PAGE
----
Prosperity Watch, Issue 44, No.3: Recovery comes to cities, bypasses most of rural North Carolina

National and statewide employment data in the last few months contain signs of a strengthening economy. Employment gains have been strong for several months running, reversing the severe job losses from the Great Recession. However, data for local communities show that a serious and growing divide is being created in North Carolina. While the metro areas have largely made up for jobs lost during the Great Recession, many rural parts of the state have not recovered to pre-recession levels of employment.

As can be seen in the map above, talking about a single North Carolina “economy” doesn’t make very much sense. On the one end, counties that are in or around metro centers have largely surpassed pre-recession levels of employment, with some counties posting 10% or greater gains. That sounds like healthy growth, and it is. On the other end, however, many counties have not experienced what anyone would consider a return to robust economic performance. Sixty of North Carolina’s 100 counties have not gotten back to their pre-recession levels of employment, and in fifteen counties current employment is more than 10 percent lower than it was in 2007.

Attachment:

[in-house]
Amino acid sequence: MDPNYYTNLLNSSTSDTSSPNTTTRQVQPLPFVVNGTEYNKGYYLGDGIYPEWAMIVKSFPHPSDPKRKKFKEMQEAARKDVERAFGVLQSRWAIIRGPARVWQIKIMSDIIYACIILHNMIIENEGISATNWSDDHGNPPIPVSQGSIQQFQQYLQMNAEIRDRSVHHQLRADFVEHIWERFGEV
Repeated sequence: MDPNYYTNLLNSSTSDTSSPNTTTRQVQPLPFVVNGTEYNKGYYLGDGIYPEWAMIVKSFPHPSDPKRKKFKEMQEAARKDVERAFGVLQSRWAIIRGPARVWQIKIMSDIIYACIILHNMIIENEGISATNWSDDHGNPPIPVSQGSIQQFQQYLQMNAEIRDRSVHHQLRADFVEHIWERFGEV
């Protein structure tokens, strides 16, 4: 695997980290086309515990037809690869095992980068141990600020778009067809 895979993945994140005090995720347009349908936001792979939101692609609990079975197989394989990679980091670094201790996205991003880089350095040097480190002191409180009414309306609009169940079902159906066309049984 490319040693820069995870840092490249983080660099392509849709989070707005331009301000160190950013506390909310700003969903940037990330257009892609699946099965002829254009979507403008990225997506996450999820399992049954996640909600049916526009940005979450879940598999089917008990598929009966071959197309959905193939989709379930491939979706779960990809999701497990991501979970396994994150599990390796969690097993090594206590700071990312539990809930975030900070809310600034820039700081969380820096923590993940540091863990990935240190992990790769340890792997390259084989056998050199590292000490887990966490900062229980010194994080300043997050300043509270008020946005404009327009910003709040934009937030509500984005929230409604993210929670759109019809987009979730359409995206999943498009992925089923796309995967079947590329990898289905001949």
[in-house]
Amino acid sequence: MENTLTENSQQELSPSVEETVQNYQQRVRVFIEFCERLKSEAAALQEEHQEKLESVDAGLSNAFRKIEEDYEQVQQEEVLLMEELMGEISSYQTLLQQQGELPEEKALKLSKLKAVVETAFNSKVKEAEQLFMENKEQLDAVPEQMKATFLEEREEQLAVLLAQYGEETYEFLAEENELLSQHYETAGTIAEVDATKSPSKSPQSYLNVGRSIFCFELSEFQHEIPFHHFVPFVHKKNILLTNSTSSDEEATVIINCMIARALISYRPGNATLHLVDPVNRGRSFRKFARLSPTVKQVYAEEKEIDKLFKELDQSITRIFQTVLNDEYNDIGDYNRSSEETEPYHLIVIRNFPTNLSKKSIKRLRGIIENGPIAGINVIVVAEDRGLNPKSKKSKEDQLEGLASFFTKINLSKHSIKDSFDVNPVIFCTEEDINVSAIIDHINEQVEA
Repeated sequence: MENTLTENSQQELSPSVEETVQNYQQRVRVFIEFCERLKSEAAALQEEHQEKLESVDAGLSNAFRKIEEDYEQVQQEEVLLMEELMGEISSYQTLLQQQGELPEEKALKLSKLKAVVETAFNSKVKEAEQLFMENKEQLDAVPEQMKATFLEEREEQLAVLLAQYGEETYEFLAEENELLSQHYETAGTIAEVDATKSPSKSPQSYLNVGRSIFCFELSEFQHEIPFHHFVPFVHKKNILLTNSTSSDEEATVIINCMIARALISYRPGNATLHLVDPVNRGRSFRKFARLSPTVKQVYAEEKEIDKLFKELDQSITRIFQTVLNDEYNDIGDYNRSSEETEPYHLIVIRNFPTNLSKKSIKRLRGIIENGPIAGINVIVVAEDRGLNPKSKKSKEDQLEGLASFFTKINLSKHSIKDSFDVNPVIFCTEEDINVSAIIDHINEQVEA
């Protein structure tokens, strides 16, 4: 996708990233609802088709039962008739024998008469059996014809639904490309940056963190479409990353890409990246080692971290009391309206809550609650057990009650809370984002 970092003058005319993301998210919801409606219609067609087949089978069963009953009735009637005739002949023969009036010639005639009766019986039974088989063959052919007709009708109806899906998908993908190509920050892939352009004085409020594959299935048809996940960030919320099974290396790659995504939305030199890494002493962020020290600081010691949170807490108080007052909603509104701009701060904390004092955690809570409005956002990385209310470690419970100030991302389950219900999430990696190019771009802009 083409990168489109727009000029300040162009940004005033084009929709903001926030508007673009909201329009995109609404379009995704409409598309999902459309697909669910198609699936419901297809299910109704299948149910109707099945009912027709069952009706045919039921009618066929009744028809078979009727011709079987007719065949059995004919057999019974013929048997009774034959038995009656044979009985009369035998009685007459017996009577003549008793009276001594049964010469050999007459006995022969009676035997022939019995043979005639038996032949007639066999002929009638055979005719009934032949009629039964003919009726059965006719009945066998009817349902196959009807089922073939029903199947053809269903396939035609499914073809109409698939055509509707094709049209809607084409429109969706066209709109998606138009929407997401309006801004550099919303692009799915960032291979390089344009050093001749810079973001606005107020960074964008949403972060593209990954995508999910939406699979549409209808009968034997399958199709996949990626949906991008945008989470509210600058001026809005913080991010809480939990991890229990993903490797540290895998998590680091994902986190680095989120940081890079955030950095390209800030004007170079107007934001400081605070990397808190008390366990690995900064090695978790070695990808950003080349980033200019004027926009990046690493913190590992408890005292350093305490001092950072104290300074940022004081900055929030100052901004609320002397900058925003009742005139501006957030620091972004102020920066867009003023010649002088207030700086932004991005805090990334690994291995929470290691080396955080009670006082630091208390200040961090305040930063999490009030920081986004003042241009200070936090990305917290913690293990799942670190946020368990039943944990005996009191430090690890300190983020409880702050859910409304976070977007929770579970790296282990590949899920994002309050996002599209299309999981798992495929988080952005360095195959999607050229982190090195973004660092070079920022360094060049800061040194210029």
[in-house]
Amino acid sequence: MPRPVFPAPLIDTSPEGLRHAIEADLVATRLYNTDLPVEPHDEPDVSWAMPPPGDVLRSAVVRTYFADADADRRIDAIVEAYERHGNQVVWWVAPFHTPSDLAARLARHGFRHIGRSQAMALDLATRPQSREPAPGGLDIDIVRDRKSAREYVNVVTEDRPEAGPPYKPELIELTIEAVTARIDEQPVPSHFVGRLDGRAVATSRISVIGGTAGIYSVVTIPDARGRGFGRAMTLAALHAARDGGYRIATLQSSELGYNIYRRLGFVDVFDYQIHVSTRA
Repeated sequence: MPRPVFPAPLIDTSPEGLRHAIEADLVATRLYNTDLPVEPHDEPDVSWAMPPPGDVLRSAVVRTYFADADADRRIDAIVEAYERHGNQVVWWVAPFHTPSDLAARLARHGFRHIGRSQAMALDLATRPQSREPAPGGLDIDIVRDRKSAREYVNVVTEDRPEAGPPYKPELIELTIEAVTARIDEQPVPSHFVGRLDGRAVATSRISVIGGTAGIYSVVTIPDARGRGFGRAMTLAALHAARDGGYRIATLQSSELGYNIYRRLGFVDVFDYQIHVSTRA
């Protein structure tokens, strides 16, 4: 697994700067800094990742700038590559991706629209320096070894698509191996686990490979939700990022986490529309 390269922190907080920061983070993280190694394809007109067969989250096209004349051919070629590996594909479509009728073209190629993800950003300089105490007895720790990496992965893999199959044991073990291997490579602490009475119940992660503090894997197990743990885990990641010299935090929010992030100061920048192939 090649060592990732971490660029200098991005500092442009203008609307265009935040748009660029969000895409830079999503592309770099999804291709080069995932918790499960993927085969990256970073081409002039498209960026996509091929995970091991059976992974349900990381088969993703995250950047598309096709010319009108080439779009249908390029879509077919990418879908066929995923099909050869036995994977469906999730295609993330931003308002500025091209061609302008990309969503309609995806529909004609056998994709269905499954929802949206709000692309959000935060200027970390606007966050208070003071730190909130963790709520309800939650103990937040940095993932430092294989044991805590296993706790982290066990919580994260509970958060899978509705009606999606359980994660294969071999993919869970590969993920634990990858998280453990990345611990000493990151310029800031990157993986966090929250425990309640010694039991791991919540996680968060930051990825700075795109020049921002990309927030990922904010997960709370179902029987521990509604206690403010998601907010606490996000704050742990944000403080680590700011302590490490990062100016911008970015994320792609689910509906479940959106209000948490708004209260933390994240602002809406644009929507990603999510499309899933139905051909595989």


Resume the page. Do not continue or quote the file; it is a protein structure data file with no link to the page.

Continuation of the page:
One could argue that some of the shifts seen here are simply the result of increasing urbanization, a trend that goes back well before the Great Recession. As more and more working age people move toward urban centers, the employment level in many rural areas should naturally drop. However, the losses in employment that many counties have experience cannot be entirely explained by urban migration. Based on data from the North Carolina State Demographer, there are only 23 counties in North Carolina where the change in employment between 2007 and 2014 outpaced the change working age residents. Put another way, the growth of employment has not kept up with working age population in more than three-quarters of the counties in North Carolina.

While some parts of the state are posting enviable economic growth, that prosperity is not touching vast swaths of North Carolina. Anything like full recovery is going to require honestly looking at what it will take for rural North Carolina to prosper in the 21st century economy.
 

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